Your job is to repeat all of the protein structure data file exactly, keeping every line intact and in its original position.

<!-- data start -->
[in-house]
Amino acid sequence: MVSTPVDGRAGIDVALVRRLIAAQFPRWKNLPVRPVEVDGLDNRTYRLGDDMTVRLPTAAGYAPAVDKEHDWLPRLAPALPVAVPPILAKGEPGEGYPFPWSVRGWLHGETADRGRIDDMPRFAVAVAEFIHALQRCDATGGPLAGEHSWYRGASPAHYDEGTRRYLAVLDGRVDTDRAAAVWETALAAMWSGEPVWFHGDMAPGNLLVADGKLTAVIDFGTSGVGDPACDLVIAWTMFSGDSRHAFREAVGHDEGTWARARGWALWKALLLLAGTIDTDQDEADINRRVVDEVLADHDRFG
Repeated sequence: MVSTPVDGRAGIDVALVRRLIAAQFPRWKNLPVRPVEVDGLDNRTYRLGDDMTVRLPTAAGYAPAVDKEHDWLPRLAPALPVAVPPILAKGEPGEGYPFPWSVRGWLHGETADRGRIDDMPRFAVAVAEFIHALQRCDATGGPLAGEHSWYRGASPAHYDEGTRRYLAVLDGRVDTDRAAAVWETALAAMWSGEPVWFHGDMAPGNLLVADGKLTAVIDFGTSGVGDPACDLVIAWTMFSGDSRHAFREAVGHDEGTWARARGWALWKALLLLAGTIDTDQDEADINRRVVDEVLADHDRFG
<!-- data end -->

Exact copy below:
[in-house]
Amino acid sequence: MVSTPVDGRAGIDVALVRRLIAAQFPRWKNLPVRPVEVDGLDNRTYRLGDDMTVRLPTAAGYAPAVDKEHDWLPRLAPALPVAVPPILAKGEPGEGYPFPWSVRGWLHGETADRGRIDDMPRFAVAVAEFIHALQRCDATGGPLAGEHSWYRGASPAHYDEGTRRYLAVLDGRVDTDRAAAVWETALAAMWSGEPVWFHGDMAPGNLLVADGKLTAVIDFGTSGVGDPACDLVIAWTMFSGDSRHAFREAVGHDEGTWARARGWALWKALLLLAGTIDTDQDEADINRRVVDEVLADHDRFG
Repeated sequence: MVSTPVDGRAGIDVALVRRLIAAQFPRWKNLPVRPVEVDGLDNRTYRLGDDMTVRLPTAAGYAPAVDKEHDWLPRLAPALPVAVPPILAKGEPGEGYPFPWSVRGWLHGETADRGRIDDMPRFAVAVAEFIHALQRCDATGGPLAGEHSWYRGASPAHYDEGTRRYLAVLDGRVDTDRAAAVWETALAAMWSGEPVWFHGDMAPGNLLVADGKLTAVIDFGTSGVGDPACDLVIAWTMFSGDSRHAFREAVGHDEGTWARARGWALWKALLLLAGTIDTDQDEADINRRVVDEVLADHDRFG